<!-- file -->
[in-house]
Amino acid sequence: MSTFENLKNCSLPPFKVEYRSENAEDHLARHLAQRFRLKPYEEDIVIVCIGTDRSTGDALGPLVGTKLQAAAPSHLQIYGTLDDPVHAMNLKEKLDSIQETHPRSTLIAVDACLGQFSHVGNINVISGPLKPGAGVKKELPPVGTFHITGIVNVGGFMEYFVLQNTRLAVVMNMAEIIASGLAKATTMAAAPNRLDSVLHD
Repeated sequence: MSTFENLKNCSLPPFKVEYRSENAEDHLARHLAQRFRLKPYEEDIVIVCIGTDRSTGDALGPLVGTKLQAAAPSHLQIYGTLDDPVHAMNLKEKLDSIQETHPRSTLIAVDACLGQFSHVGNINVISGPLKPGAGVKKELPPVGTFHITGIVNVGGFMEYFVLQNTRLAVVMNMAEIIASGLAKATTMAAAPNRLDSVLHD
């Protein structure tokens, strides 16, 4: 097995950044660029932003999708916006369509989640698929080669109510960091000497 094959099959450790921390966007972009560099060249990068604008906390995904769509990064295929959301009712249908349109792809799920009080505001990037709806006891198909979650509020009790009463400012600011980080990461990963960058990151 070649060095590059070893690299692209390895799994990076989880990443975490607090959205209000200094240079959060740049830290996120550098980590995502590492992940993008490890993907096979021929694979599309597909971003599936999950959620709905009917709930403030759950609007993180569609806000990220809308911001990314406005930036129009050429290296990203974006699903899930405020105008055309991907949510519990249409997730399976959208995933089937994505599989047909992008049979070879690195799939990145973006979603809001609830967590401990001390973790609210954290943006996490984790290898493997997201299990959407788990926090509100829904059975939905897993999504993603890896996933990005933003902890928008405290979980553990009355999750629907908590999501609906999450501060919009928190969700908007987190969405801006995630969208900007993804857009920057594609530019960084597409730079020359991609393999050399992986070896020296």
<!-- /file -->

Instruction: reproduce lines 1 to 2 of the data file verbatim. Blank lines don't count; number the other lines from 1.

[in-house]
Amino acid sequence: MSTFENLKNCSLPPFKVEYRSENAEDHLARHLAQRFRLKPYEEDIVIVCIGTDRSTGDALGPLVGTKLQAAAPSHLQIYGTLDDPVHAMNLKEKLDSIQETHPRSTLIAVDACLGQFSHVGNINVISGPLKPGAGVKKELPPVGTFHITGIVNVGGFMEYFVLQNTRLAVVMNMAEIIASGLAKATTMAAAPNRLDSVLHD